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June 22, 2011

Judge Davis laments drug war's damage and costs in concurrence requiring LWOP for druggie

A couple of helpful readers altered me to a notable concurring opinion authored by Judge Davis of the Fourth Circuit in US v. Gregg, No.10-4198 (4th Cir. July 17, 2011) (available here). Here are snippets from this opinion, which merits a full read:

The distinguished district judge was aghast that the now forty-year-old Tony Gregg would spend the rest of his life in federal prison for selling small amounts of crack cocaine over a period of several weeks out of a hotel room in a run-down section of Richmond...

[P]rior to trial, Gregg was offered a plea agreement for a twenty-year sentence; when he rejected the government’s offer, the government went all out for the life sentence found to be unjust by the district court. Of the government’s four non-law-enforcement witnesses at the one-day trial below, all four were women who were themselves, like Gregg, users and sellers of crack cocaine and heroin who worked with Gregg to sell crack cocaine.

Understandably, perhaps, to many, Gregg is not a sympathetic figure; they will think: he got what he deserved. To many others, perhaps, matters are not so clear. Indeed, many would say that Tony Gregg seems to be one more of the drug war’s “expendables.” See Nora V. Demleitner, “Collateral Damage”: No Re-Entry for Drug Offenders, 47 Vill. L. Rev. 1027, 1050 (2002).

This case presents familiar facts seen in courts across the country: a defendant addicted to narcotics selling narcotics in order to support his habit.  Unfortunately for Gregg and countless other poorly-educated, drug-dependant offenders, current drug prosecution and sentencing policy mandates that he spend the rest of his life in prison....

The mass incarceration of drug offenders persists into the second decade of the twenty-first century despite the fact that research consistently demonstrates that the current approach to combating illegal drug use and drug trafficking is a failure.... Even the U.S. drug czar, a position created by the Anti-Drug Abuse Act of 1988, admits the war on drugs is failing, stating that after 40 years and $1 trillion, “it has not been successful ... the concern about drugs and drug problems is, if anything, magnified, intensified.” Martha Mendoza, After 40 Years and $1 Trillion, Drug Use Is Rampant and Violence Pervasive, Associated Press, May 13, 2010.

I share the district judge’s dismay over the legallymandated sentence he must impose in this case. While the controlling legal principles require us to order the reimposition of a sentence of life without parole in this case, the time has long passed when policymakers should come to acknowledge the nation’s failed drug policy and to act on that acknowledgement.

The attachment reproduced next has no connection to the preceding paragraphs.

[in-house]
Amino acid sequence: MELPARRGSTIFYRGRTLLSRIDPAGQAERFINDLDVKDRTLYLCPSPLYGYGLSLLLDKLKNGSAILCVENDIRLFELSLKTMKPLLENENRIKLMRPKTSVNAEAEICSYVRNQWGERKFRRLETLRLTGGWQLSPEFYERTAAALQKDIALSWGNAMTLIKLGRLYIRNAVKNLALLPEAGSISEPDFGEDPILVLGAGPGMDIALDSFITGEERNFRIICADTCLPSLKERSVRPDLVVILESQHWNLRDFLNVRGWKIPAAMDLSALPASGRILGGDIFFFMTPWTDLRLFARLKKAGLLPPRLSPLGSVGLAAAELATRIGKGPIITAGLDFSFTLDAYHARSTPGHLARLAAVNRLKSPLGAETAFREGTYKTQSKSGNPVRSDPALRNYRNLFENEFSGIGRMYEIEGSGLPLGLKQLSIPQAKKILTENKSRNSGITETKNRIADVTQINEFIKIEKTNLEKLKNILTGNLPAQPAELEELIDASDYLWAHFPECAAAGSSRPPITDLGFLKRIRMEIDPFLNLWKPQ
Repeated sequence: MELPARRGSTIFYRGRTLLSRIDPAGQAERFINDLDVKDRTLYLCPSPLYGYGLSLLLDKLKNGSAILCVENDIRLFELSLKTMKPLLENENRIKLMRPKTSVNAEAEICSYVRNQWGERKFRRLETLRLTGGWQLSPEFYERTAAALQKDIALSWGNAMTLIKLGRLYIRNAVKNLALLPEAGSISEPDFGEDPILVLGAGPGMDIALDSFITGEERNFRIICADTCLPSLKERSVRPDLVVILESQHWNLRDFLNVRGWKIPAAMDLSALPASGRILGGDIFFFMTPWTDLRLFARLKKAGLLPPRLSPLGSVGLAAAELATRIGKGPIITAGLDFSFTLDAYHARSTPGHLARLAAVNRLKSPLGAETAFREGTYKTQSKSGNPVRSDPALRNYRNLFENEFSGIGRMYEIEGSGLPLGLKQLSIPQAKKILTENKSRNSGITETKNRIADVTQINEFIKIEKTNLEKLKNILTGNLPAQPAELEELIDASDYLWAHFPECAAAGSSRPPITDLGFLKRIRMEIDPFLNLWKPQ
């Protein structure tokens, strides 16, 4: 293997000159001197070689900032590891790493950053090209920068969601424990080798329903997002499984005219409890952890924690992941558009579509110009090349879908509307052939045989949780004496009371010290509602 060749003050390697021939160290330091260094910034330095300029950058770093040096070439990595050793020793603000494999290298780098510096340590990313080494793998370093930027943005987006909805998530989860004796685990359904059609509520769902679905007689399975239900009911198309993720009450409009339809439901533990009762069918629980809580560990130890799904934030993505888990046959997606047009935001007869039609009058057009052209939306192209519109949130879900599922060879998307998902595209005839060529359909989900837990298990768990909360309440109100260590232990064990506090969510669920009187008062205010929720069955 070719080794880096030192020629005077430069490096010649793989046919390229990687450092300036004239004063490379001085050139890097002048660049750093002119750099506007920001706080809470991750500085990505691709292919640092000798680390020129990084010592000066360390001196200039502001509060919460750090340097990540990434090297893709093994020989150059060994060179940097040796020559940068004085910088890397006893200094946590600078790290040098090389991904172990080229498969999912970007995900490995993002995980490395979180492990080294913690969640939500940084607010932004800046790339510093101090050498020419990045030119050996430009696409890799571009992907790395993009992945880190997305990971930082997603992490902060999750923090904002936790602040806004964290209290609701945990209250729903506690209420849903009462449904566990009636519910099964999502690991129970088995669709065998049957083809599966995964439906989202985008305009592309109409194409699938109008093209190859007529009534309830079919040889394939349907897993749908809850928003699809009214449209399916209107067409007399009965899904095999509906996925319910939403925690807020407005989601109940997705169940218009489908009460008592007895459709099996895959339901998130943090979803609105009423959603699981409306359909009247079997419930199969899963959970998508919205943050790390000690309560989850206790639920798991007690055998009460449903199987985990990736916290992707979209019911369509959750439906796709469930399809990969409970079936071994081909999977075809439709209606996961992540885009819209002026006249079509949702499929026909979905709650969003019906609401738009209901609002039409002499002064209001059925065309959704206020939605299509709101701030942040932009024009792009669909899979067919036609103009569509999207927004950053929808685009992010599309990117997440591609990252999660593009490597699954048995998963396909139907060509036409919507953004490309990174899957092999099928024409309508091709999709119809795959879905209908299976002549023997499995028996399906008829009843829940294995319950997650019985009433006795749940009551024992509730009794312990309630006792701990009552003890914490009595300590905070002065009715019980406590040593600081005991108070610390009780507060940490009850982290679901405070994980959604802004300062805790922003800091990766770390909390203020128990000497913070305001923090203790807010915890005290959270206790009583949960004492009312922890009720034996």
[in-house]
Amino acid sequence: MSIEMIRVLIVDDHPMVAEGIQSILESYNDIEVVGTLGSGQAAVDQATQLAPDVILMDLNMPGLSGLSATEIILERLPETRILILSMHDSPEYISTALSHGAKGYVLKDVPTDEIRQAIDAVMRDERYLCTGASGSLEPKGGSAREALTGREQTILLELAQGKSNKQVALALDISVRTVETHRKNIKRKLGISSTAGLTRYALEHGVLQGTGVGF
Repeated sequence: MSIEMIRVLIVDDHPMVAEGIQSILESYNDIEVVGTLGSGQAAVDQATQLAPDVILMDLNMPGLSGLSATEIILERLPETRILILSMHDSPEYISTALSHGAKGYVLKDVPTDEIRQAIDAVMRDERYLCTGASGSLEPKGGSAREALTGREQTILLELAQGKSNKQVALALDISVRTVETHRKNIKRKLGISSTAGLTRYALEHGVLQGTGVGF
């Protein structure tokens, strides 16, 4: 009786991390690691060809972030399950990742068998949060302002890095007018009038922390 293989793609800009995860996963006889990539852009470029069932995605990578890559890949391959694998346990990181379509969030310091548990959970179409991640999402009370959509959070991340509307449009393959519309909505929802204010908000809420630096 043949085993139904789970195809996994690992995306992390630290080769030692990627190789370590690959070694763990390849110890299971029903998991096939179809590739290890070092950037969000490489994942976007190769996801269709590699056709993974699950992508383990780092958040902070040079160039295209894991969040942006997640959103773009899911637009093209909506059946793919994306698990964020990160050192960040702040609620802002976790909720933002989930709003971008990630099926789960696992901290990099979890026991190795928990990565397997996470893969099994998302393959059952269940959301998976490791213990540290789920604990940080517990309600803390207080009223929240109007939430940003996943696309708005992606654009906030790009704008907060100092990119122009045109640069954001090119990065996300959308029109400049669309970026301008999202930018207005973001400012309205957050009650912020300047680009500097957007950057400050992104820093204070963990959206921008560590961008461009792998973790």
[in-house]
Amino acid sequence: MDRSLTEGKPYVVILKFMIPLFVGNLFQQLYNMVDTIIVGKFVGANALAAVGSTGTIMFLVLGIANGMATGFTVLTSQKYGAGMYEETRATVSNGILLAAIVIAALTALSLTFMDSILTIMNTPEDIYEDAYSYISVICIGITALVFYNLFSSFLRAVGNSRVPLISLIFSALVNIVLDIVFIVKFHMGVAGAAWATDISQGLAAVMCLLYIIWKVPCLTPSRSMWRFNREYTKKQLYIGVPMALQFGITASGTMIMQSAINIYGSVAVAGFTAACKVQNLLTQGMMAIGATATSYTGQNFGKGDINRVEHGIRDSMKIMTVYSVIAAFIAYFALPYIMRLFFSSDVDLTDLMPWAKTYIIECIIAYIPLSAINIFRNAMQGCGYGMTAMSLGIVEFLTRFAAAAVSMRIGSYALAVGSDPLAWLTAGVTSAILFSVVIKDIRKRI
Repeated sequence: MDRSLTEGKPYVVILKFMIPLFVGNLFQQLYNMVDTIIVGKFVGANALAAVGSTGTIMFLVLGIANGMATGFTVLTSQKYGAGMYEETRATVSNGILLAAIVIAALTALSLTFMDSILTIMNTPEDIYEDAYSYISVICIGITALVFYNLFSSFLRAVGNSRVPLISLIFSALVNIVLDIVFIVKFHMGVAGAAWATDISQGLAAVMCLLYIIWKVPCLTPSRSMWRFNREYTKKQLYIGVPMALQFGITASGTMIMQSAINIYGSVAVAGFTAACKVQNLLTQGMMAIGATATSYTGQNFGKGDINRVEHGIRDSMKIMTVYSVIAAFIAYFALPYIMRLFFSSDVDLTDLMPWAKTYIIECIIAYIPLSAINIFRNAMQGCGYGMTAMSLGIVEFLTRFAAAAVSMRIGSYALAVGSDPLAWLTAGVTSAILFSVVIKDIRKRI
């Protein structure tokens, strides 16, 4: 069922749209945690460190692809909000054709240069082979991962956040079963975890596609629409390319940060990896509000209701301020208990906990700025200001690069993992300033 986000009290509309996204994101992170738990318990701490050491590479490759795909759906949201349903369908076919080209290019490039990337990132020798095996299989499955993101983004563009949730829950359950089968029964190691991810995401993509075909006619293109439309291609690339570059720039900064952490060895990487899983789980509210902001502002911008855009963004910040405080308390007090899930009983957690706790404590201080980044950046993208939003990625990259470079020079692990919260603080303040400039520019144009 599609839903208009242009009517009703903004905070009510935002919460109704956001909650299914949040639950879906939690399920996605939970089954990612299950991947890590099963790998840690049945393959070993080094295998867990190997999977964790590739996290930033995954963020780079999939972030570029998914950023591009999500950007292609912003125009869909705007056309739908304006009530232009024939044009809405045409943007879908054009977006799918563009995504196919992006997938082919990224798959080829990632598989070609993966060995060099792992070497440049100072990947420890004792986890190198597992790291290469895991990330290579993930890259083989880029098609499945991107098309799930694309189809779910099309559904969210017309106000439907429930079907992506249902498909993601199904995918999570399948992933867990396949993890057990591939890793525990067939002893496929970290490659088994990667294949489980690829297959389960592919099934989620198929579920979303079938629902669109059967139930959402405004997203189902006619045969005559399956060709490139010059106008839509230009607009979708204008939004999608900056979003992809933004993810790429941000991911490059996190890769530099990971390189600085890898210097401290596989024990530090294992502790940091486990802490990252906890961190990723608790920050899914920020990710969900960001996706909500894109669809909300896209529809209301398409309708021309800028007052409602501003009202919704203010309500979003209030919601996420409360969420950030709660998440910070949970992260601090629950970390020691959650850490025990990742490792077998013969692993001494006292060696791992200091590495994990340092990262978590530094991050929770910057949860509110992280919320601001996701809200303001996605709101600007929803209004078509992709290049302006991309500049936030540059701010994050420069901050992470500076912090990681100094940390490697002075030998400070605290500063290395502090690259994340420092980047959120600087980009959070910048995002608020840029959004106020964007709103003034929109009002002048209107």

As a nation, we are smart enough to do better.

June 22, 2011 at 02:38 PM | Permalink

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Comments

Doug, thanks for posting the opinion. I continue to be puzzled by statements of judges who impose lengthy sentences and then say, as the district court judge here said, "I don't have any discretion about it. ... "This is just silly, but as I say, I don't have any choice."

It seems to me that a long line of cases, beginning with Marbury v Madison and most recently Graham v Florida, makes clear that judges do have a choice. They can say that the sentence as applied to the facts of the particular case violates the Eighth Amendment and is therefore unconstitutional. That is what the Supreme Court did in Graham, why can't the lower court trial and appellate judges do the same thing. (One could quarrel in Graham that the remedy shouldn't have been a categorical rule and that Chief Justice Roberts' concurring opinion should have prevailed, but no one can argue that the justices thought that they were powerless to do something about a statute that they believe violated the constitution.)

In other words, judges, stop complaining and do something that the constitution gives you the power to do.

bruce

Posted by: bruce cunningham | Jun 22, 2011 3:36:25 PM

Although I think Judge Davis's opinion goes overboard in sympathizing with the defendant-as-passive-victim, as opposed to acknowledging the direct and indirect effects his drug sales had on others and **their** families, one doesn't have to agree with the tone (or lack of balance) to appreciate his concerns.

I also generally have a lot more respect for the judge who enforces the law (even as he publicizes his disagreement with it in the hopes that it will influence the policy-makers responsible for writing and enforcing the laws); as opposed to judges (e.g., Reinhardt) who would simply view it as an opportunity to hold either that the government somehow forfeited its claims or that the Constitution forbids the result because it strikes him as unjust.